Mason Lake offers worthy payoff for strenuous hike

July 16, 2013

By Ari Cetron

The Alpine Lakes Wilderness area covers 390,000 acres of pine-shrouded mountains dotted with lakes tucked away in bowl-shaped valleys in the North Cascades. While much of the area is difficult to access, Mason Lake is in King County, and reachable in a somewhat challenging day hike along the Ira Spring Trail.

The hike is about 3 miles each way, with an elevation gain of about 2,500 feet. It starts easily enough — a wide trail shaded by leafy trees and a fairly gradual incline.

By Susie Kim The first look at Mason Lake appears as hikers come up from just below the water level.

By Susie Kim
The first look at Mason Lake appears as hikers come up from just below the water level.

After the first half-mile or so, a small waterfall uphill creates a stream (which makes its way to the South Fork of the Snoqualmie River) that cuts across the trail.

There’s no formal bridge here, just a few branches thrown across the rocky ford. They can be a bit slippery, but the path is wide enough and far enough from the edge that it doesn’t really feel dangerous.

Someone with a rugged stroller might be able to make it this far, but they’d likely need to turn back here.

As the trail keeps winding up, peek-a-boo views of the mountains, covered in trees and ribbons of snow, give way to a sweeping vista. The freeway at this point can’t be seen, and the only sounds, beyond other hikers, come from songbirds and woodland creatures.

The trail gets steeper here, and will even challenge someone who spent a good part of the winter on the elliptical machine. While the trail is wide enough to accommodate water breaks, flat stretches are few — it’s uphill all the way.

Sheer, craggy granite walls hidden behind trees just off the trail hint at the landscape to come.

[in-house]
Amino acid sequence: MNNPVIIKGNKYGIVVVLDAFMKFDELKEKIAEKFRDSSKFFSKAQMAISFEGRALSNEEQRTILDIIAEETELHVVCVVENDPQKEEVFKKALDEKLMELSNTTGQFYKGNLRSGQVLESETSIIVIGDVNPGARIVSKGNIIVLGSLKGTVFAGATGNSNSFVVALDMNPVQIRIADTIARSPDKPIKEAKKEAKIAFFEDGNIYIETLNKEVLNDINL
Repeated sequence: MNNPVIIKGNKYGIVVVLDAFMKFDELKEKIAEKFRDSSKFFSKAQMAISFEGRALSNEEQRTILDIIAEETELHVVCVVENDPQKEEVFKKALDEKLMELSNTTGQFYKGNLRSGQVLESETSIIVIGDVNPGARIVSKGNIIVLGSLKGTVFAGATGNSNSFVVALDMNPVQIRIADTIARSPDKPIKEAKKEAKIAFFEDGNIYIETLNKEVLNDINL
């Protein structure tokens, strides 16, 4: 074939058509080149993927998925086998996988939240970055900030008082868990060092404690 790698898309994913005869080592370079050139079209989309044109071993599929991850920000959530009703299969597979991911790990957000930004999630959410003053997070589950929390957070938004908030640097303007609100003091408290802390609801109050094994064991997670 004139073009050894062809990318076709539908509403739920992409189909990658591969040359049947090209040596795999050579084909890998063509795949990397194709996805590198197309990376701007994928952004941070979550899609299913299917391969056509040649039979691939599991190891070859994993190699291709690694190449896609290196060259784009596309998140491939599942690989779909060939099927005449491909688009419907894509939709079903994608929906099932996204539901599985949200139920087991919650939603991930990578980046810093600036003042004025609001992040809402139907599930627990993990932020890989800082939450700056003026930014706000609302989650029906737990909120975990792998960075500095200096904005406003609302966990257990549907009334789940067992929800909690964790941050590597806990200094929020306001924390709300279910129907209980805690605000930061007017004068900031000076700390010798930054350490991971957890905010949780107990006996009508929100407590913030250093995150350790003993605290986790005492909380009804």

After rising above the tree line, fields of boulders the size of household appliances give an almost post-apocalyptic feel as they line either side of the trail, which narrows considerably. Early summer wildflowers punctuate the gray of the boulder fields with splashes of white, orange and blue. The trail itself is a bit rocky here, and many hikers make good use of poles to help stabilize themselves.

Follow the sign and stay left when the trail splits to push on to Mason Lake.

At the top of a ridge, stop to take another look at the tree and snow-covered mountains in the distance, and then notice the small sign marking the edge of the Alpine Lakes area.

The lake is close now. A series of switchbacks leads down it. The ground here can be muddy, and large patches of snow are still lurking in shady spots, making some stretches of the trail fairly slick.

The trail will take hikers below lake level and then up again, so the first glimpse of the water comes at eye level as your head clears the lake’s edge.

The lake is beautiful, and surrounded by snow-dusted mountains and pine trees, certainly earning the Alpine moniker.

The trail continues around the deep, clear water. There are reportedly fish lurking in its depths. While the water is too cold to really consider taking a dip at this time of year, it might be refreshing on a hotter day.

Take a break, enjoy the view and then enjoy the trip back, downhill this time.


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